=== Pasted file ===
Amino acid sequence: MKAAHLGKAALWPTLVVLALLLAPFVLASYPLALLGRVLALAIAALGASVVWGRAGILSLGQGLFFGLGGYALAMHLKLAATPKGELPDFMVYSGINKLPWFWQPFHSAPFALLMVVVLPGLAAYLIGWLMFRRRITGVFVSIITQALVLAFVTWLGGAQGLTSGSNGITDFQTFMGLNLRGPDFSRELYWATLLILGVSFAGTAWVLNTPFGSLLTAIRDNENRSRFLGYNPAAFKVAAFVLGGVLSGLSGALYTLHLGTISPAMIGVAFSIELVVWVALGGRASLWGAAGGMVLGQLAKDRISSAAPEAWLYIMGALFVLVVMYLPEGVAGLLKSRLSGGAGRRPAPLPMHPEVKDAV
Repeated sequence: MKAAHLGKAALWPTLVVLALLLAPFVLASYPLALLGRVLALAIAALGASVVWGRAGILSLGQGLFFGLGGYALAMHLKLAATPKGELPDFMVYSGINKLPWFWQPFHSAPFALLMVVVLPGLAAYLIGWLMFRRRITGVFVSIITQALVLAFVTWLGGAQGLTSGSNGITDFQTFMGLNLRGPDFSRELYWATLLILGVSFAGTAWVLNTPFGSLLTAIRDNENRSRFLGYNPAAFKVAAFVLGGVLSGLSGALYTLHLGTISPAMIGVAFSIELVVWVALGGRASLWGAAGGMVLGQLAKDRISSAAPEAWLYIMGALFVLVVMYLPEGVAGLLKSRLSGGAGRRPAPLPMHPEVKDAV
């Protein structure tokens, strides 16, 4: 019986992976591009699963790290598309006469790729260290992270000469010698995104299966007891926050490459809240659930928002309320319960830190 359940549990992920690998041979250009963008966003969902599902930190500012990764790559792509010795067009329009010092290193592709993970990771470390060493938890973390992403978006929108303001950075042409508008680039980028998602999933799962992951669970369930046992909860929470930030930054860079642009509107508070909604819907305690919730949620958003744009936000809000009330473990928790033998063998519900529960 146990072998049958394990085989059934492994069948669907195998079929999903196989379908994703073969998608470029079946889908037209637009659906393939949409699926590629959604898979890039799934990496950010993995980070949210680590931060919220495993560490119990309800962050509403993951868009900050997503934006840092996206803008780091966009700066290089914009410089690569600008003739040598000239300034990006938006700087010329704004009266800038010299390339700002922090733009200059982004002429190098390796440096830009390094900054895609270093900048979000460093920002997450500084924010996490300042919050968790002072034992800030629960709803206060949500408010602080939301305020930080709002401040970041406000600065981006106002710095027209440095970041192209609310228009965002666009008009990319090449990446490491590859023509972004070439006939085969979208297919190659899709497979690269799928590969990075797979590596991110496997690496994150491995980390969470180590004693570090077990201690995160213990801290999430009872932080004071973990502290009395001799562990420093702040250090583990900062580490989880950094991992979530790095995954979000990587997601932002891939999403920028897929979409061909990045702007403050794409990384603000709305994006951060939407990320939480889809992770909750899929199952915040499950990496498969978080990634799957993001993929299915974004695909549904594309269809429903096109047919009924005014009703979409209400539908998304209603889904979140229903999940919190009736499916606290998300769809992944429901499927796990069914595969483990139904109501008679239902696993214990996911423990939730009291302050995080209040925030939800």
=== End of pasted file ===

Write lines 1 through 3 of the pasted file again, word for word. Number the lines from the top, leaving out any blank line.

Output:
Amino acid sequence: MKAAHLGKAALWPTLVVLALLLAPFVLASYPLALLGRVLALAIAALGASVVWGRAGILSLGQGLFFGLGGYALAMHLKLAATPKGELPDFMVYSGINKLPWFWQPFHSAPFALLMVVVLPGLAAYLIGWLMFRRRITGVFVSIITQALVLAFVTWLGGAQGLTSGSNGITDFQTFMGLNLRGPDFSRELYWATLLILGVSFAGTAWVLNTPFGSLLTAIRDNENRSRFLGYNPAAFKVAAFVLGGVLSGLSGALYTLHLGTISPAMIGVAFSIELVVWVALGGRASLWGAAGGMVLGQLAKDRISSAAPEAWLYIMGALFVLVVMYLPEGVAGLLKSRLSGGAGRRPAPLPMHPEVKDAV
Repeated sequence: MKAAHLGKAALWPTLVVLALLLAPFVLASYPLALLGRVLALAIAALGASVVWGRAGILSLGQGLFFGLGGYALAMHLKLAATPKGELPDFMVYSGINKLPWFWQPFHSAPFALLMVVVLPGLAAYLIGWLMFRRRITGVFVSIITQALVLAFVTWLGGAQGLTSGSNGITDFQTFMGLNLRGPDFSRELYWATLLILGVSFAGTAWVLNTPFGSLLTAIRDNENRSRFLGYNPAAFKVAAFVLGGVLSGLSGALYTLHLGTISPAMIGVAFSIELVVWVALGGRASLWGAAGGMVLGQLAKDRISSAAPEAWLYIMGALFVLVVMYLPEGVAGLLKSRLSGGAGRRPAPLPMHPEVKDAV
């Protein structure tokens, strides 16, 4: 019986992976591009699963790290598309006469790729260290992270000469010698995104299966007891926050490459809240659930928002309320319960830190 359940549990992920690998041979250009963008966003969902599902930190500012990764790559792509010795067009329009010092290193592709993970990771470390060493938890973390992403978006929108303001950075042409508008680039980028998602999933799962992951669970369930046992909860929470930030930054860079642009509107508070909604819907305690919730949620958003744009936000809000009330473990928790033998063998519900529960 146990072998049958394990085989059934492994069948669907195998079929999903196989379908994703073969998608470029079946889908037209637009659906393939949409699926590629959604898979890039799934990496950010993995980070949210680590931060919220495993560490119990309800962050509403993951868009900050997503934006840092996206803008780091966009700066290089914009410089690569600008003739040598000239300034990006938006700087010329704004009266800038010299390339700002922090733009200059982004002429190098390796440096830009390094900054895609270093900048979000460093920002997450500084924010996490300042919050968790002072034992800030629960709803206060949500408010602080939301305020930080709002401040970041406000600065981006106002710095027209440095970041192209609310228009965002666009008009990319090449990446490491590859023509972004070439006939085969979208297919190659899709497979690269799928590969990075797979590596991110496997690496994150491995980390969470180590004693570090077990201690995160213990801290999430009872932080004071973990502290009395001799562990420093702040250090583990900062580490989880950094991992979530790095995954979000990587997601932002891939999403920028897929979409061909990045702007403050794409990384603000709305994006951060939407990320939480889809992770909750899929199952915040499950990496498969978080990634799957993001993929299915974004695909549904594309269809429903096109047919009924005014009703979409209400539908998304209603889904979140229903999940919190009736499916606290998300769809992944429901499927796990069914595969483990139904109501008679239902696993214990996911423990939730009291302050995080209040925030939800």